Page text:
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Lawmakers Stake Out Familiar Positions as Budget Battles Loom Lawmakers Stake Out Familiar Positions as Budget Battles Loom

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Lawmakers Stake Out Familiar Positions as Budget Battles Loom


House Budget Chairman Paul Ryan, R-Wis., and ranking member Chris Van Hollen, D-Md., talk during a committee hearing. Ryan says House Republicans may be handing Democrats a political weapon, “but they will have to lie and demagogue to make it a weapon.”(Mark Wilson/Getty Images)

As a deadline to forestall a government shutdown looms and House Republicans prepare to introduce their budget alternative for next year, fiscal issues dominated Sunday’s political talk shows but lawmakers hardly budged from their usual positions.

House Budget Chairman Paul Ryan, who is expected to unveil his budget on Tuesday, promoted his plan on Fox News Sunday but revealed little in the way of specifics, instead forecasting broad spending cuts, no tax increases, and changes to health care entitlements based on his work with Democratic fiscal expert Alice Rivlin.


Nonetheless, the Wisconsin Republican anticipated political criticism from the Democrats.

"We are we are giving them a political weapon to go against us," he said. “But they will have to lie and demagogue to make it a weapon.”

As Ryan and other lawmakers attempt to pivot toward a long-term debate about deficits and debt, Congress has until this Friday, April 8, to agree on spending levels for the remainder of the current fiscal year, or else the government will be forced to shut down.


Democrats are pushing an agreement that would cut spending by about $74 billion from President Obama’s never-enacted budget request, or about $30 billion in real spending cuts, while Republicans are agitating for approximately $60 billion in real cuts and a number of controversial policy riders, like those included in a spending bill that passed the House.

As negotiations continue, Democrats are highlighting the pressure being put on Speaker John Boehner by conservative freshman Republicans in the House and their allies in the tea party movement. Sen. Chuck Schumer, D-N.Y., was overheard by reporters last week urging his colleagues to cast the tea party as extreme.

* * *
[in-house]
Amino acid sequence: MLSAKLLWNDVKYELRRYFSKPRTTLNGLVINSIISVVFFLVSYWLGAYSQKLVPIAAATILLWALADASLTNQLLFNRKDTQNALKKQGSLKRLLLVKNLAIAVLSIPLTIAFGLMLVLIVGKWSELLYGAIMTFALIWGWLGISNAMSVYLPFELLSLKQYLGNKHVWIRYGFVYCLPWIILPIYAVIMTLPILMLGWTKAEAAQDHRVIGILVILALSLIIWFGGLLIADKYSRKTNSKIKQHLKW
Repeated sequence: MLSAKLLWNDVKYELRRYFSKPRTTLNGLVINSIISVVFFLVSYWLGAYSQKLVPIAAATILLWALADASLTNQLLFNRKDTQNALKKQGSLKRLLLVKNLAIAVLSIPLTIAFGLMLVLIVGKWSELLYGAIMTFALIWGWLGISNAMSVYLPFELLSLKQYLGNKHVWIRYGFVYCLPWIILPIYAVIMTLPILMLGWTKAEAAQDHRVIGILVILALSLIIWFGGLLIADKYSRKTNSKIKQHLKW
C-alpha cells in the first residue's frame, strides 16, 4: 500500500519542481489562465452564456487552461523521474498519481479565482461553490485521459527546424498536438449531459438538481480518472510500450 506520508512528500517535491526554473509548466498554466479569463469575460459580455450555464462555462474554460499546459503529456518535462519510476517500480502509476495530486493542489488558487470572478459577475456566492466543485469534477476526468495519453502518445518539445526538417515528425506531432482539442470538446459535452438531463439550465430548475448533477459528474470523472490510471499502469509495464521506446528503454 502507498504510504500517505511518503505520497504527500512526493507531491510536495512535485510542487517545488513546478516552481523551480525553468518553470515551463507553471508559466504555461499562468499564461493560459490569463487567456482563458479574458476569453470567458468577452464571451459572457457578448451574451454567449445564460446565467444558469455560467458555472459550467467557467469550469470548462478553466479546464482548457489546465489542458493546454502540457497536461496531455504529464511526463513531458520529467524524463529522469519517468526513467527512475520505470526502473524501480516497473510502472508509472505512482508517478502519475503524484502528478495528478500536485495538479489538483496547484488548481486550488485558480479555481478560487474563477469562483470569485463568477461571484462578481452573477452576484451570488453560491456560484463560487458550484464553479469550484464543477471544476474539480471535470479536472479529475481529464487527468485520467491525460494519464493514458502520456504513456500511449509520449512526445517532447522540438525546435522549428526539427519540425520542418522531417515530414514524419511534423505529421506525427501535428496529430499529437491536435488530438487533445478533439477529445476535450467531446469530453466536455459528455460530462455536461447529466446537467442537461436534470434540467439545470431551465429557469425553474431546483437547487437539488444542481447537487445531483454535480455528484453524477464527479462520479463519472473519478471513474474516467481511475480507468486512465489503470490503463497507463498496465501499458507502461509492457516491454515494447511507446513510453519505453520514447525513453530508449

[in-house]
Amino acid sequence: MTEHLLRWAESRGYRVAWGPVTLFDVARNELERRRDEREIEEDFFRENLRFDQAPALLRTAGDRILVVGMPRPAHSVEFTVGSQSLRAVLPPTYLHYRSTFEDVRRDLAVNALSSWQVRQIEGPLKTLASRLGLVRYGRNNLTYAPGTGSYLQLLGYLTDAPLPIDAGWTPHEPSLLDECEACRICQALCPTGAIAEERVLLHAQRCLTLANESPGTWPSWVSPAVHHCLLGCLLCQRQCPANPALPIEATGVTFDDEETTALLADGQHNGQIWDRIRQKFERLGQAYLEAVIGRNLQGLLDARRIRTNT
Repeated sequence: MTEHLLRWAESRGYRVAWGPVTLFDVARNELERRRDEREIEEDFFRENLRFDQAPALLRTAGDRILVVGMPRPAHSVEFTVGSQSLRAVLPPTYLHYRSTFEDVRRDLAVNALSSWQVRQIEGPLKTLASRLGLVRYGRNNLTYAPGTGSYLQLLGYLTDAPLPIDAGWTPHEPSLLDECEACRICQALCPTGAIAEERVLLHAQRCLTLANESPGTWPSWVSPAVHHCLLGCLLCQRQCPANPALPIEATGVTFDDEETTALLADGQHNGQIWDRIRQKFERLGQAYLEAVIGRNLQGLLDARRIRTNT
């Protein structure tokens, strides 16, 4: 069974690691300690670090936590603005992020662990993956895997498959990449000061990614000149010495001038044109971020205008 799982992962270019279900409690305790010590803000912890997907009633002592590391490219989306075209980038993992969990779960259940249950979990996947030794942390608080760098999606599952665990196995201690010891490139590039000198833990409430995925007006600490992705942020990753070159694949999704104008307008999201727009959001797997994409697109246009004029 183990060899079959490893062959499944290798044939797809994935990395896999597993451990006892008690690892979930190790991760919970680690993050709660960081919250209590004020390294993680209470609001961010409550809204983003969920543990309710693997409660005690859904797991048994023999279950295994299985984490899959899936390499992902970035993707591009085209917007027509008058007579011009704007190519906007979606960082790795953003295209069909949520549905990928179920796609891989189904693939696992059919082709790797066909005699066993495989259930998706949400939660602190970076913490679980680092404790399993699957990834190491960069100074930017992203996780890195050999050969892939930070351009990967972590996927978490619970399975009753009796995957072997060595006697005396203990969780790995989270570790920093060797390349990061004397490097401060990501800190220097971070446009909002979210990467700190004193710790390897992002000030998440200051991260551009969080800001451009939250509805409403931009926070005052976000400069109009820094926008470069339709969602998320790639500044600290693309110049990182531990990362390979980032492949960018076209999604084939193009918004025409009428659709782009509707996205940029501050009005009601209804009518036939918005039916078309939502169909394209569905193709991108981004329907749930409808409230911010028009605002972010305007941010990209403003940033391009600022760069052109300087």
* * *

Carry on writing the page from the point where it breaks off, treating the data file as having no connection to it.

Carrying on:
"I have no problem with reporters hearing that," Schumer said on Sunday. "I said it a few hours before on the floor of the senate. The tea party is the group standing in the way. Any group that says you don't cut oil subsidies to companies making billions and billions of dollars, and at the same time says cut student aid... I believe they're extreme."

Senate Majority Leader Harry Reid appeared on CBS's Face the Nation with a similar message, arguing that Republican cuts hit children and veterans too hard while exempting the oil industry. However, he says a shutdown can be avoided.


"What my friend John Boehner needs to do is say, ‘What’s the best thing to do for the country?’” Reid said. “The Republican leadership in the House needs to decide to do the right thing for the country, [not] the right thing for the tea party."

Sen. John Cornyn, R-Texas, laid the blame on President Obama’s doorstep.

"What we’re lacking is presidential leadership on this issue,” Cornyn, who heads up the Senate Republicans’ political committee. “You see him planning his announcement for his reelection bid next week -- really, where are your priorities?"

While Sen. Mark Warner, D-Va., agreed that presidential leadership is needed, he predicted that "we will see the president very engaged in this debate" once the near-term spending debate is settled and a bipartisan effort in the Senate to craft a fiscal bargain begins to gain momentum. But Warner scolded House Republicans for their ideological focus and anti-tax dogma.

“You have all these policy riders, and that causes a shutdown. The American people won’t accept that,” Warner said of the spending bill, saying that real fiscal solutions need to be found in the long term. “The only way you’re going to get there is if you put all of these things, including defense spending, including tax revenue, on the table.”

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